Apple device management has changed dramatically over the past decade, and it’s poised to change even more dramatically in the not-too-distant future. Recently, Kandji hosted a panel discussion to discuss the ways device management can and should evolve—both where it’s been and where it’s heading.
Joining Steven Vogt, senior solutions engineer at Kandji, were: Joel Bruner, senior Mac endpoint engineer at Elastic; Bradley Chambers, digital and web marketing manager for Cribl and writer at 9to5Mac; and Stephen Malone, IT infrastructure specialist at Built Technologies. Here’s an edited transcript of what they had to say; you can check out the full webinar on YouTube.
Apple Device Management: Where We Are Today
Steven Vogt (SV): Over the past few years, what's become easier in device management?
Joel Bruner (JB): Zero-touch drop-shipping directly to end-users. Automated device enrollment only came out in 2015, yet it feels like second nature now. At Elastic, we drop-ship everything to users. Some places still have the mindset that IT has to set up the device first and then it goes out. But those logistics don't work, especially now; it doesn't scale.
SV: What’s still a challenge?
Bradley Chambers (BC): Hybrid and remote work have introduced so many variables. Let's say a user is on a video call, the video gets choppy, and they put in a ticket with IT. If you're in IT, you're thinking, There are so many variables: You've got Zoom, you've got the home network and the rest of their networking ecosystem, which you have no control over, and then you've got the Mac. It can be really difficult to isolate why a problem occurred and how to keep it from happening again. Now let's say you manage 250 remote employees. You now have 250 networks that could potentially be a problem. Maybe they're sitting too far from the router. Or maybe their ISP stinks. I don't think people realize how hard it is to troubleshoot problems when you are not sitting in front of them and you don't manage anything other than the device.
Stephen Malone (SM): The biggest challenge is the people who want everything super-customized, who use very specific tools. We have a lot of that in our developer environment, where new users say, ‘I use this really specific tool.’ Luckily, the way that Kandji integrates with Apple Business Manager, utilizing Apps & Books and the way it deploys custom packages, we can usually deliver, if not the same tool, a comparable or better one.
How Apple Device Management Could Evolve
SV: How do you think device management needs to evolve? What's the missing piece?
BC: One of the things I've really wanted is for Apple to build out an ecosystem for device state—something similar to the way ChromeOS works, where you can be typing on a device, wait two seconds to let it sync, then pick up another one, log in, and everything's the same. That's not quite there on the Mac.
Think about the refresh cycle for devices: You’ve got employees who have been working from home, who might live nowhere near the corporate office. How are they going to migrate devices—settings and all that? Or what if somebody in Sales has an important meeting tomorrow and their laptop breaks today? Do you ship everybody two laptops? Do you tell them to keep their old one as a backup? Do you say, Hey, run to Best Buy and get one and return it, and we'll get you a new one?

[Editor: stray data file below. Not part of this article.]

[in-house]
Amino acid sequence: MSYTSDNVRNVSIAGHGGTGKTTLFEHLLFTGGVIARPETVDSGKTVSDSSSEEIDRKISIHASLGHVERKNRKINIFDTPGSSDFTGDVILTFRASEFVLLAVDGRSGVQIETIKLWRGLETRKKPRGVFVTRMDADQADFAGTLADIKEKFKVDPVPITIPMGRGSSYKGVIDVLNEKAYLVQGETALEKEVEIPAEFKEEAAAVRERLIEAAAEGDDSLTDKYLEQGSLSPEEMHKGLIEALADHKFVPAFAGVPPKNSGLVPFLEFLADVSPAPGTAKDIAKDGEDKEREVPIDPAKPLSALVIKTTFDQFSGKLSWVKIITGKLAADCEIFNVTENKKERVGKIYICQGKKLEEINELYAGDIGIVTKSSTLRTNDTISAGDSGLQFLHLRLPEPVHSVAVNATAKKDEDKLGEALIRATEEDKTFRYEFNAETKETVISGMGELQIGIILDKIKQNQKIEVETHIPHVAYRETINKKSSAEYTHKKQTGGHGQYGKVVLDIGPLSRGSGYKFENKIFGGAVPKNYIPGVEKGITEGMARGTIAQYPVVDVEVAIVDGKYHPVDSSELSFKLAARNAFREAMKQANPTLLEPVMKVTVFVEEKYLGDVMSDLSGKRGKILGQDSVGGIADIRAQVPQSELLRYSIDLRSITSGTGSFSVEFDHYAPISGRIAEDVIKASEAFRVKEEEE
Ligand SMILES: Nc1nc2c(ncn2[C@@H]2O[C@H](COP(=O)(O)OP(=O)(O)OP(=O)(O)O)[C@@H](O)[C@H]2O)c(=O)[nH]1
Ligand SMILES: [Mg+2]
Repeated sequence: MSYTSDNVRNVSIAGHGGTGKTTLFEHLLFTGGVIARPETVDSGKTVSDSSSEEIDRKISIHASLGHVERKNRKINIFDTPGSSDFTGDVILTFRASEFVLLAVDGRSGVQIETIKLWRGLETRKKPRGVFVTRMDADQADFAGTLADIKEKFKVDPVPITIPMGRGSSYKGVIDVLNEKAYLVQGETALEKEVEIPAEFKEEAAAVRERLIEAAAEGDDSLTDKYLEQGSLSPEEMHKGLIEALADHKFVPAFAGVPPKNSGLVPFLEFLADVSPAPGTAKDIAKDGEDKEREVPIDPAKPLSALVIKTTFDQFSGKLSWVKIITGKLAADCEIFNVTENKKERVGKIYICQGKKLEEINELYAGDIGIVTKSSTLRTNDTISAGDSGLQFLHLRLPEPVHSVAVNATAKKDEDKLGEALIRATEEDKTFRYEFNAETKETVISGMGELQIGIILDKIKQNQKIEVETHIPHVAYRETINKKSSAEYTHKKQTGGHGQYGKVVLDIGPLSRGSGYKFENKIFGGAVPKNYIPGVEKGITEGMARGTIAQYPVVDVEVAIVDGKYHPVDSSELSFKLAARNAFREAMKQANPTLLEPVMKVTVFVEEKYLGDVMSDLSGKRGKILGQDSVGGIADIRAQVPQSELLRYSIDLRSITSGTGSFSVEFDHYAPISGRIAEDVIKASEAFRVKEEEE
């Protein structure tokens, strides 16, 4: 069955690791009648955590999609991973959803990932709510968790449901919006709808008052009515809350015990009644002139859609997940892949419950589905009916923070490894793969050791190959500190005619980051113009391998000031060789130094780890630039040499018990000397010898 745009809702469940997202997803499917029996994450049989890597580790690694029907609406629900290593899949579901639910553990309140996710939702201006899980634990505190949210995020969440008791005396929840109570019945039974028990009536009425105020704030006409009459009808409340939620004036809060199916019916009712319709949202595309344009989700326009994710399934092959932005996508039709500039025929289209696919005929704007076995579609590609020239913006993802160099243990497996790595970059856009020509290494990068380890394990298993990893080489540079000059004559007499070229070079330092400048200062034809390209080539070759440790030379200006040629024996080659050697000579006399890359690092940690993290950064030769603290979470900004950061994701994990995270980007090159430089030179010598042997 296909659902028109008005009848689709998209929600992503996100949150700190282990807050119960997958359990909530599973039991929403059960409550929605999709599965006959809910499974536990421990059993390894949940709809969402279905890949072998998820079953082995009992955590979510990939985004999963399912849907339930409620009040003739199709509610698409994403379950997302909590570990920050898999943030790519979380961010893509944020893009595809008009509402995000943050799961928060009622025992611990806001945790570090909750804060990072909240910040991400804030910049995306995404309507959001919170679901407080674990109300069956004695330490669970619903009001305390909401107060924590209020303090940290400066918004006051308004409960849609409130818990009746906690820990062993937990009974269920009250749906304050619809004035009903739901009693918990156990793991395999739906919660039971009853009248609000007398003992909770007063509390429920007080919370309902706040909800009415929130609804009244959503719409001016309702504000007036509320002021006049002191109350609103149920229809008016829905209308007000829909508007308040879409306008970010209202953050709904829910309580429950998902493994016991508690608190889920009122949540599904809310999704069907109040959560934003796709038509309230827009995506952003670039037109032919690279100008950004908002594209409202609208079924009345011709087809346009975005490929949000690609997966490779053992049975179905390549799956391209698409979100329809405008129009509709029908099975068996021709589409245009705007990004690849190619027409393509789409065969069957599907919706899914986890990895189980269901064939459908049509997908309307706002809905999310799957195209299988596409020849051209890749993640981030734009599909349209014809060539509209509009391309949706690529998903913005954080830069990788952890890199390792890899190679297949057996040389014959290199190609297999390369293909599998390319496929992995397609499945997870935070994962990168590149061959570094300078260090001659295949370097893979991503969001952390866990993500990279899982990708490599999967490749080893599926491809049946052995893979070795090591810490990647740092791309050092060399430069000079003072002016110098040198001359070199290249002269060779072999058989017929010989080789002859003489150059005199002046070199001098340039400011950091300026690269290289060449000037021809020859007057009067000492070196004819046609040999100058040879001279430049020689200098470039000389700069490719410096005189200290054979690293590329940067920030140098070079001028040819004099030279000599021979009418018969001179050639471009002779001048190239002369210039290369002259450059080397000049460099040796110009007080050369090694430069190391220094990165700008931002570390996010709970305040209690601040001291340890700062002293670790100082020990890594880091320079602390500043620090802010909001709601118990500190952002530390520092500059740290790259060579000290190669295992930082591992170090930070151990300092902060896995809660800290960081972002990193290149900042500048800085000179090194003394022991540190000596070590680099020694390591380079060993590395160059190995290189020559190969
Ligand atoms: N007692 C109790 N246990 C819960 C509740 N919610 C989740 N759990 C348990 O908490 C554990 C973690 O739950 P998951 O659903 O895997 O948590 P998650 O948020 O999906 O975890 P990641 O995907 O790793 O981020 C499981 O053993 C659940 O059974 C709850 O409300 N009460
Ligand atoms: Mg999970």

You want users to have access to their docs, their background, their settings, everything the way they want it. And then when they get a new Mac and sign in, it's all there.
SM: I agree. If you could copy data to another device securely, that would be a game-changer for sure, especially for remote people. If you could ship them a device and resume a saved state upon opening it, that would be insane. We would all look like heroes. Obviously, that's got to come from Apple, but I think it could be a component of device management. If there was some way to either store or manage that state through an MDM, that would be really cool. If they would make iCloud a business tool as well, there'd be a lot of features that an MDM provider could integrate with there as well.
JB: We think of device management as, We're going to lock this thing, we're going to do that thing. Sometimes that's a little too inflexible. I think back to MCX [Managed Client for Mac OSX, Apple’s old directory-based management system]. There was a gradient of enforcement levels. MDM is very binary. I just wonder if there’s room in the future for MDM to get some of that flexibility back. For someone who just wants to be able to add more icons, there's a little inflexibility right there. I think flexibility and non-binary thinking—fuzzy logic, to use a phrase from the nineties—could come back.
SV: One of the announcements this year at WWDC was around declarative device management. How do you see that playing into this picture?
BC: I feel like this declarative model is setting the groundwork for the future of MDM. I think about how important zero-touch deployment is for the work we do now. Declarative is going to be the next evolution. It's almost like a retooling of what MDM should be and how it should function. The important things you're going to see in the next three to five years are going to be a result of what declarative technology brings.
However Apple device management develops, you can be sure that Kandji will evolve along with it. With powerful features like zero-touch deployment, one-click compliance, and offline remediation, Kandji has everything you need to enroll, configure, and secure your devices—now and in the future.